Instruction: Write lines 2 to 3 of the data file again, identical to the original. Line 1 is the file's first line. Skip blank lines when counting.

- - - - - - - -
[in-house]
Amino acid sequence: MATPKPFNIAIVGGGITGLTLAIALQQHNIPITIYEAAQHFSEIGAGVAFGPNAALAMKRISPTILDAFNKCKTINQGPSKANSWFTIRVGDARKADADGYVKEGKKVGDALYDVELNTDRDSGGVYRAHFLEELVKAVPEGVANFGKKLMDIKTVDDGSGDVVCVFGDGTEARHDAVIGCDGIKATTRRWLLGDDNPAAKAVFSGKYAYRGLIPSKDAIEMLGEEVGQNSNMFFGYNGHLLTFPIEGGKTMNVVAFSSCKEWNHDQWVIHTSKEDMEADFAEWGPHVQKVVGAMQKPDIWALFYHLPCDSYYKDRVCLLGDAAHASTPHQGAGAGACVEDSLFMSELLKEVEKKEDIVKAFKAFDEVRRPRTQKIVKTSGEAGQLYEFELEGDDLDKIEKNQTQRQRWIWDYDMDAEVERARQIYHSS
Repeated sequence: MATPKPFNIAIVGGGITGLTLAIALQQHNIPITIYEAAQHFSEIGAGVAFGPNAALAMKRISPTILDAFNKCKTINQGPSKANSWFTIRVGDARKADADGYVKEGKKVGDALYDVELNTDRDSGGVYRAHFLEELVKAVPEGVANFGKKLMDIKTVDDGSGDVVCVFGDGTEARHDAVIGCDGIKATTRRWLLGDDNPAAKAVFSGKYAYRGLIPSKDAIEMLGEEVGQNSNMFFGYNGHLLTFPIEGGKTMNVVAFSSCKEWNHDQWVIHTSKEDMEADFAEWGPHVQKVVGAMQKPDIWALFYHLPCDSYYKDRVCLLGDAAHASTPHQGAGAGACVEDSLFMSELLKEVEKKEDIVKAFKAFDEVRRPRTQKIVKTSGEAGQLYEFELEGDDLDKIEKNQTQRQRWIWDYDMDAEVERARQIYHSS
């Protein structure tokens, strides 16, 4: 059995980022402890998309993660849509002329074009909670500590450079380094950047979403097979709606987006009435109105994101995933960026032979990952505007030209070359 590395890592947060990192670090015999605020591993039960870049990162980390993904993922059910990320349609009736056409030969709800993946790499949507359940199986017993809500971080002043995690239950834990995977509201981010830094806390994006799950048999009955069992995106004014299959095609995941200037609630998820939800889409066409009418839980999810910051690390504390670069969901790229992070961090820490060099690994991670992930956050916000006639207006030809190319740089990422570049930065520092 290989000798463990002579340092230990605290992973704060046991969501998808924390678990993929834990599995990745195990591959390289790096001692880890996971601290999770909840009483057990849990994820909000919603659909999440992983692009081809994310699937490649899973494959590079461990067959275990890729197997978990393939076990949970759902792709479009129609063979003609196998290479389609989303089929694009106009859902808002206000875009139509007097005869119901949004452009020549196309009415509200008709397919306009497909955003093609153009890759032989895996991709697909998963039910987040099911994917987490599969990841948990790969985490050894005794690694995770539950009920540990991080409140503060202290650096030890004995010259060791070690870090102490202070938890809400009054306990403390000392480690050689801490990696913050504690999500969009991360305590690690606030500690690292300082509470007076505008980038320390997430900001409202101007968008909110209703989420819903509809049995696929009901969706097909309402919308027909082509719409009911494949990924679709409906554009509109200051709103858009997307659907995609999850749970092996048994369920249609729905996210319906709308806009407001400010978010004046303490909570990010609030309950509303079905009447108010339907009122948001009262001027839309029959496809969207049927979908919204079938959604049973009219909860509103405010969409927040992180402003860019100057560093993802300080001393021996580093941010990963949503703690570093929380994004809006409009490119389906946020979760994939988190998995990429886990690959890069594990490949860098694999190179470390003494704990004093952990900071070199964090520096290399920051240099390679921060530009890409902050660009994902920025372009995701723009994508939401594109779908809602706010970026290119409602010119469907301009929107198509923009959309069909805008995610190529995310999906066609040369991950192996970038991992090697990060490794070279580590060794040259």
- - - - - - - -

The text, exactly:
Amino acid sequence: MATPKPFNIAIVGGGITGLTLAIALQQHNIPITIYEAAQHFSEIGAGVAFGPNAALAMKRISPTILDAFNKCKTINQGPSKANSWFTIRVGDARKADADGYVKEGKKVGDALYDVELNTDRDSGGVYRAHFLEELVKAVPEGVANFGKKLMDIKTVDDGSGDVVCVFGDGTEARHDAVIGCDGIKATTRRWLLGDDNPAAKAVFSGKYAYRGLIPSKDAIEMLGEEVGQNSNMFFGYNGHLLTFPIEGGKTMNVVAFSSCKEWNHDQWVIHTSKEDMEADFAEWGPHVQKVVGAMQKPDIWALFYHLPCDSYYKDRVCLLGDAAHASTPHQGAGAGACVEDSLFMSELLKEVEKKEDIVKAFKAFDEVRRPRTQKIVKTSGEAGQLYEFELEGDDLDKIEKNQTQRQRWIWDYDMDAEVERARQIYHSS
Repeated sequence: MATPKPFNIAIVGGGITGLTLAIALQQHNIPITIYEAAQHFSEIGAGVAFGPNAALAMKRISPTILDAFNKCKTINQGPSKANSWFTIRVGDARKADADGYVKEGKKVGDALYDVELNTDRDSGGVYRAHFLEELVKAVPEGVANFGKKLMDIKTVDDGSGDVVCVFGDGTEARHDAVIGCDGIKATTRRWLLGDDNPAAKAVFSGKYAYRGLIPSKDAIEMLGEEVGQNSNMFFGYNGHLLTFPIEGGKTMNVVAFSSCKEWNHDQWVIHTSKEDMEADFAEWGPHVQKVVGAMQKPDIWALFYHLPCDSYYKDRVCLLGDAAHASTPHQGAGAGACVEDSLFMSELLKEVEKKEDIVKAFKAFDEVRRPRTQKIVKTSGEAGQLYEFELEGDDLDKIEKNQTQRQRWIWDYDMDAEVERARQIYHSS